Today’s adventure aboard Asteria got to a sudden start when we spotted a Mola mola, or ocean sunfish, just off of Scituate! Watching this bizarre fish as it flapped in our boatwash was a delight to all, and a wonderful beginning to what became an exciting day. 

mola mola
Ocean sunfish, Mola mola

Heading to the southeast corner, we soon came across numerous clusters of blows! We were unable to decide on one single group, as all of the 16 humpbacks were bobbing and weaving amongst one another, making it impossible to keep track which groups was which. Amongst our first flukes were Hancock and her gregarious calf! A delightful introduction to our cetacean sightings of the day.

After much milling, we pinpointed two large groups who became the main players in the melee, including Crinkle, Campground, 17BH32, Tear, Bounce, Eruption, Crisscross, and Venom. These whales were difficult to follow and capture on camera as they made sharp sounding dives, changing direction rapidly and frequently. These dives were followed by charges to the surface, punctuated by sharking which indicated probable subsurface feeding. Just as we turned our bow back towards Boston we witnessed a double breach! Slowing down in hopes of a repeat, we were able to see two more breaches as we exited the area. Looking back we were able to identify these aeronauts as Firefly and her calf, making this our second mother-calf pair of the day.

humpback whale breach
Breach ho!
humpback whale fluke
Flukes up

This afternoon’s trip to the east was worth the ride because we found approximately 15 humpbacks clustered around the southeast corner. We skipped past the whales that had other boats alongside and watched a single humpback, but we were quickly distracted by a full breach not far away. As we went closer to investigate, a whale in another group also breached, creating a buzz of excitement early in the trip. We then spent some time with Crinkle, Campground, 17BH32, and another whale that never fluked. They were taking short dives and spending a good bit of time at the surface while traveling lazily to the southeast. We really enjoyed seeing them up close and listening to their powerful exhalations as well as inhalations.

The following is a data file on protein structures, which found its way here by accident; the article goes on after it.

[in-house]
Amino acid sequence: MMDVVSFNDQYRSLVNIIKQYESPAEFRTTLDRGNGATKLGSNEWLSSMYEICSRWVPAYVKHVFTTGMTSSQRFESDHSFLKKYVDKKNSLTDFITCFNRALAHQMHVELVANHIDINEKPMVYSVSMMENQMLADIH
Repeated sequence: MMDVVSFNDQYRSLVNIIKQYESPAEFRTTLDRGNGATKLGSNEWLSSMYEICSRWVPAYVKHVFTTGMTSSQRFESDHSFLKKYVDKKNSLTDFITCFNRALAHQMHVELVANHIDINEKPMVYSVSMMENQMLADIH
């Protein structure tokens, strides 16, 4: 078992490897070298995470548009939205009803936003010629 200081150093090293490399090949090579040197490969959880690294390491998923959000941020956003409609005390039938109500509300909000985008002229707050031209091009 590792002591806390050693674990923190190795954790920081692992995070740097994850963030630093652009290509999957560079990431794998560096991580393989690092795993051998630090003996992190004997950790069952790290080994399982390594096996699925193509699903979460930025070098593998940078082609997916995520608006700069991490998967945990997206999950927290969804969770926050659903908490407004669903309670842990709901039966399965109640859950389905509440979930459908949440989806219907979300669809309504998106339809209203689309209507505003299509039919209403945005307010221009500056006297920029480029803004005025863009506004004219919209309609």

With the four whales traveling so slowly next to us it was easy to keep your eyes trained on where they would surface. Imagine our surprise when one of them leapt up in a half breach! Very cool, but what was even better was when it then jumped clear out of the water. It felt like I was watching a film in slow motion as I watched before lifting my camera up at just the right time. What an amazing send off as we turned back to Boston.

close up humpback breach
Fantastic breach
humpback whale fluke
Closeup of the topside of a fluke
humpback whale fluke
Underside of a fluke, the fingerprint of a humpback whale